"He told me he used to fly Marine One and other transport for the president and vice president. He recounted a story about when one time transporting the Quayle family (I think to Andrews Air Force Base) one of the children became 'sick' in the helicopter. The Marines all rolled their eyes."
Piper's letter continues: "After they landed and the family exited, the crew went back to clean up the mess. To their surprise, they found Mrs. Quayle cleaning up. She insisted that no member of the United States military would have to clean up after one of her children.
"He went on to tell me that he and his (crew) will never forget the respect the Quayles had for the military, and to put him on my list of supporters."
The photograph that Piper included for the vice president showed Col. Heywood in Iraq, where he's been among the U.S. military men and women fighting to overthrow Saddam Hussein. The reason the Marine is posing next to an Iraqi farmer is explained in Col. Heywood's letter:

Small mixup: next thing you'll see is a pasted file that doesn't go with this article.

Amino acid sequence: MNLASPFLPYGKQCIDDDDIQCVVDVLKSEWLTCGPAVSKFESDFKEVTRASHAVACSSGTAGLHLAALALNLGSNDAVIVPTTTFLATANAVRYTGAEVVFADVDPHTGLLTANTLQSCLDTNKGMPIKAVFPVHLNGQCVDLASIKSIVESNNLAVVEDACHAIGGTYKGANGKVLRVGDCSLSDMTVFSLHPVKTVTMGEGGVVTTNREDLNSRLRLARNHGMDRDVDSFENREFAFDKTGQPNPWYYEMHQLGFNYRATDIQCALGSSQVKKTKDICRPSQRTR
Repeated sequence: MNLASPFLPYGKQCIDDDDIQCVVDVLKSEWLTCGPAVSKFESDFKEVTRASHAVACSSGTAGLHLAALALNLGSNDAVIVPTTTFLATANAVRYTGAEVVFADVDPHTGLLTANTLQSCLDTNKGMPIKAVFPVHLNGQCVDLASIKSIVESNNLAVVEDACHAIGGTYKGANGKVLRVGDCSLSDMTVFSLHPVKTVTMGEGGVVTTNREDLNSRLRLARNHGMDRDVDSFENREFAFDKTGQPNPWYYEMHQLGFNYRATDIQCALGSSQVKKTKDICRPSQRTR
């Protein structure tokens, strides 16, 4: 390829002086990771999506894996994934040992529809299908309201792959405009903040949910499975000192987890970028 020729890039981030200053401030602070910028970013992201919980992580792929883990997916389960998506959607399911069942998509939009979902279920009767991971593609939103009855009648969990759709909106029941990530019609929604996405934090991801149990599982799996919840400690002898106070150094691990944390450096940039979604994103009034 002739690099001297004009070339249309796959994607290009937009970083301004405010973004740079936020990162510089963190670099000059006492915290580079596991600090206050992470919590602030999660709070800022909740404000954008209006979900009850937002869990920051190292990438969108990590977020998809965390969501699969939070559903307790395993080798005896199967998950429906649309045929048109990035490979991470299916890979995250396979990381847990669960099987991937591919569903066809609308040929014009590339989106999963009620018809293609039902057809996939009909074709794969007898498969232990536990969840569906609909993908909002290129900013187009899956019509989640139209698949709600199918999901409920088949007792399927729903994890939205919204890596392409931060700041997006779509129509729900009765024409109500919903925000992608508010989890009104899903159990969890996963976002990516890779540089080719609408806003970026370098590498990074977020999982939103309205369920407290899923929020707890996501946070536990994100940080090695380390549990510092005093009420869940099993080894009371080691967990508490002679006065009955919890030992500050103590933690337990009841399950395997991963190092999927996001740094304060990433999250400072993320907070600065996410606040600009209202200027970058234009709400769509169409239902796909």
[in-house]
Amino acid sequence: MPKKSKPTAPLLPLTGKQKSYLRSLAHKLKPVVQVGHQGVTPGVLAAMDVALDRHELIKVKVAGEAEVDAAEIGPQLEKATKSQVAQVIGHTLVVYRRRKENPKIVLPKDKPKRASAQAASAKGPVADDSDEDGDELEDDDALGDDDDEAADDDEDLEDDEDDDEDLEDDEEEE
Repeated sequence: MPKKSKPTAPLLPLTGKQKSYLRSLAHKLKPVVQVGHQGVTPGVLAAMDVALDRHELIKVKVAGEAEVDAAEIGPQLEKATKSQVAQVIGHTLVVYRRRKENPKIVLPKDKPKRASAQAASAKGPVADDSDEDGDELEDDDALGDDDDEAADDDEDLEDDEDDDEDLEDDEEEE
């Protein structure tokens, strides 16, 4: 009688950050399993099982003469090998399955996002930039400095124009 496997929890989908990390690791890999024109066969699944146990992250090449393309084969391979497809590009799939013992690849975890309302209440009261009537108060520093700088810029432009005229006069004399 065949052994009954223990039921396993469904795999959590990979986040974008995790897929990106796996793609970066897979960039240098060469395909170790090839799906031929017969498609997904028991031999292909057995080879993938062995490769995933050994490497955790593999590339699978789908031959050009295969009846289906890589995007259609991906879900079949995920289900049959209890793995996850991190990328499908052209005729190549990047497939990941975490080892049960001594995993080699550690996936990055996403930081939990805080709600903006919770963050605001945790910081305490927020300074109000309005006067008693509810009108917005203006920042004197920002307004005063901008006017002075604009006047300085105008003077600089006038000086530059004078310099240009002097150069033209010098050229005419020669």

"All: On day three of the war, I lost my CBOX oil pressure and had to set down in a field (more to this story). We were approached by a local who was dirt poor but still proud, proud of his mud hut, his son, his 20 goats and his tomato patch. He spoke not a lick of English and I thought at first he was asking for food. Then I thought he wanted to sell me a box of tomatoes.
"In the best tradition of Arab benevolence and pride, he was offering us a box of his best tomatoes. It was all he had. All he could offer. Saddam's boys would surely put a bullet in his head if they knew.